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Fructose Indigo Vat

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Wild Colours natural dyes > indigo dyeing > fructose vat


Fructose Indigo Vat

Sugar Fermentation Indigo vat

This vat is also known as the sugar fermentation indigo vat or the Michel Garcia 1-2-3 indigo vat. The 1-2-3 refers to one part indigo, two parts lime and three parts fructose. These ratios, however, are an indication only, and you may need to add more fructose or more lime. The fructose vat is based on traditional indigo vats which often used very ripe fruit as the source of sugar. The fructose acts as the reducing agent and the lime raises the alkalinity. The fructose vat is better for cotton and other plant fibres as it has a high alkalinity (the pH is about 11). I find the pH of this vat too high for wool. If you want to dye wool try the madder-indigo vat, the urine vat or the dithionite vat.
The fructose indigo vat is quick to setup, has no bad smells and the ingredients are easy to find. However it has sediment in the bottom and you must avoid touching the sediment when dyeing. This vat produces only light to medium blues. For darker blues or larger amounts of fibre you will need to use another recipe. You could try the iron indigo vat, the zinc-lime vat or one of the fermentation vats which are more efficient.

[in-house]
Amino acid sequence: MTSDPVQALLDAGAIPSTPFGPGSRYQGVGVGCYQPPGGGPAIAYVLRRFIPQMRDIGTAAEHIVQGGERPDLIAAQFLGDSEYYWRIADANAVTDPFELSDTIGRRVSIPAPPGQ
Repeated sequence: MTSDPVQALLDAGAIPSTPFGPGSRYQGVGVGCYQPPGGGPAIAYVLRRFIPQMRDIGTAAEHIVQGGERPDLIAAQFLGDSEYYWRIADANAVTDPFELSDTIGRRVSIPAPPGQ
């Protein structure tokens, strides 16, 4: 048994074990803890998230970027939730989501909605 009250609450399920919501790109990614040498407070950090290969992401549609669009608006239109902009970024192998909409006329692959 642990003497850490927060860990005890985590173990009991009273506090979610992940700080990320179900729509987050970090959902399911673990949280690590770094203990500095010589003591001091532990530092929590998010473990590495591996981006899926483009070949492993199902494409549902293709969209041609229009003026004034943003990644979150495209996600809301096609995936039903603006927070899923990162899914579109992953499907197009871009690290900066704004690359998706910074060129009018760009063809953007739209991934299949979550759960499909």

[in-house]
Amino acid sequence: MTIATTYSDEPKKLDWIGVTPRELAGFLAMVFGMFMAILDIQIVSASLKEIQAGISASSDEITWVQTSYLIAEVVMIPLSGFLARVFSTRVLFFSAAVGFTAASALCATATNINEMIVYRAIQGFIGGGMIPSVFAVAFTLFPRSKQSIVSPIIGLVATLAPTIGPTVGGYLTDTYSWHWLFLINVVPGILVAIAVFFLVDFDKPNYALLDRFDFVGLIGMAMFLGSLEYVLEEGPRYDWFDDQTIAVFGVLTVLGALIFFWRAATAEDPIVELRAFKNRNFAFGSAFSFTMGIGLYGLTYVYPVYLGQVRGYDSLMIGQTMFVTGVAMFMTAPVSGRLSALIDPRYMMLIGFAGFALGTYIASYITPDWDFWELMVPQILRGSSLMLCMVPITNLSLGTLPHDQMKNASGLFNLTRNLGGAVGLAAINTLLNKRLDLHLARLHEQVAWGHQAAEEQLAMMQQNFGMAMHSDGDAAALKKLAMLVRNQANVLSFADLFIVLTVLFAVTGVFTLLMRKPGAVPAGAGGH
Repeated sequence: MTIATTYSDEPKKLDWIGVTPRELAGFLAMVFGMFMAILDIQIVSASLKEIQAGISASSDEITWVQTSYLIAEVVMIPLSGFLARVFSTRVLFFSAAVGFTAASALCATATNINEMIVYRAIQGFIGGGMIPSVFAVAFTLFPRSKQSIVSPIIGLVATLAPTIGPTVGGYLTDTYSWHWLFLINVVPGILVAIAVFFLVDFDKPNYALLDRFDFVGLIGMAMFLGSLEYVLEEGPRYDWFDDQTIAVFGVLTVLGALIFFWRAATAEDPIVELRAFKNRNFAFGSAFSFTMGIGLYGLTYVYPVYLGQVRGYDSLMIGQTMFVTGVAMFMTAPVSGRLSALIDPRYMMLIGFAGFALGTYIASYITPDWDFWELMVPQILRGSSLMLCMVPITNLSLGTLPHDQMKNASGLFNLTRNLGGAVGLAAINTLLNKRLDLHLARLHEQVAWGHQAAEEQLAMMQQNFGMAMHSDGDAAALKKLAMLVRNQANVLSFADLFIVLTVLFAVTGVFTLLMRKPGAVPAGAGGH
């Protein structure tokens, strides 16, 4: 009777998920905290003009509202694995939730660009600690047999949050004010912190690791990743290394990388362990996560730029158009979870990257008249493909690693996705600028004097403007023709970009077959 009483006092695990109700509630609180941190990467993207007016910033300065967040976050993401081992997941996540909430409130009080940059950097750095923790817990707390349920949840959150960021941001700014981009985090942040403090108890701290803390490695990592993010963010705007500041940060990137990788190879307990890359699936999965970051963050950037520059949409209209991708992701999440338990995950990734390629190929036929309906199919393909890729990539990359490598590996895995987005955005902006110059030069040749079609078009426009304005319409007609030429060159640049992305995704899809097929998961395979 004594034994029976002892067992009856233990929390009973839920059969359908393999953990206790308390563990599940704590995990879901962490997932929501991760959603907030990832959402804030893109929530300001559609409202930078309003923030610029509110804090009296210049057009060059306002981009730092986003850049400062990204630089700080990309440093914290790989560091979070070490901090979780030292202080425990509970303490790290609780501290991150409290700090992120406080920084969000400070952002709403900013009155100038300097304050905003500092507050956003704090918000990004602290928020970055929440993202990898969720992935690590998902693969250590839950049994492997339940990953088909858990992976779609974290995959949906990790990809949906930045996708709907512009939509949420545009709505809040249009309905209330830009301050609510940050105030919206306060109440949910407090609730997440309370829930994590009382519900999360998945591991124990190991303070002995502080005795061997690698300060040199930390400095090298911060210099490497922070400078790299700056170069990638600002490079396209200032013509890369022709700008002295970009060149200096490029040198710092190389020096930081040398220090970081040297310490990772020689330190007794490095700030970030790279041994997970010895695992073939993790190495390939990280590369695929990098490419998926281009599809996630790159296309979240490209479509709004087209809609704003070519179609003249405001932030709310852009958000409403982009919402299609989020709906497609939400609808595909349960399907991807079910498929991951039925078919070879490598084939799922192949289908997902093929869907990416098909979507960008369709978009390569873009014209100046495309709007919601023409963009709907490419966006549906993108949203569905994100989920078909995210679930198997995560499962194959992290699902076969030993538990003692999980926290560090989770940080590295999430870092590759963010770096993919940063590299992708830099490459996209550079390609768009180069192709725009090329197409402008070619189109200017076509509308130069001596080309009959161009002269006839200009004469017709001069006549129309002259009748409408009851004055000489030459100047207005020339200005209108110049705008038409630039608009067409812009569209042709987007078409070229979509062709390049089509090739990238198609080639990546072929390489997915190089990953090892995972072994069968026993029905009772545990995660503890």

Do follow the health and safety advice and make sure you wear a face mask and rubber gloves.

A. What you will need for the fructose vat
B. Prepare the indigo stock
C. Prepare the indigo vat
D. Check the vat is ready
E. Dyeing with the fructose vat
F. Disposal of the fructose vat

A. What you will need for the fructose vat

  • 20 grams indigo
  • 40 grams slaked lime (calcium hydroxide)
  • 60 grams fructose now + 20 grams later
  • warm water
  • small pyrex jug (1/2 litre)
  • large saucepan, about 8 litres (a narrow and tall saucepan is better)
  • small saucepan or container, about 3.5 litres

You need to use fructose as ordinary table sugar (sucrose) does not work with this vat.

Make sure the slaked lime is fresh, as old lime turns to chalk and does not work.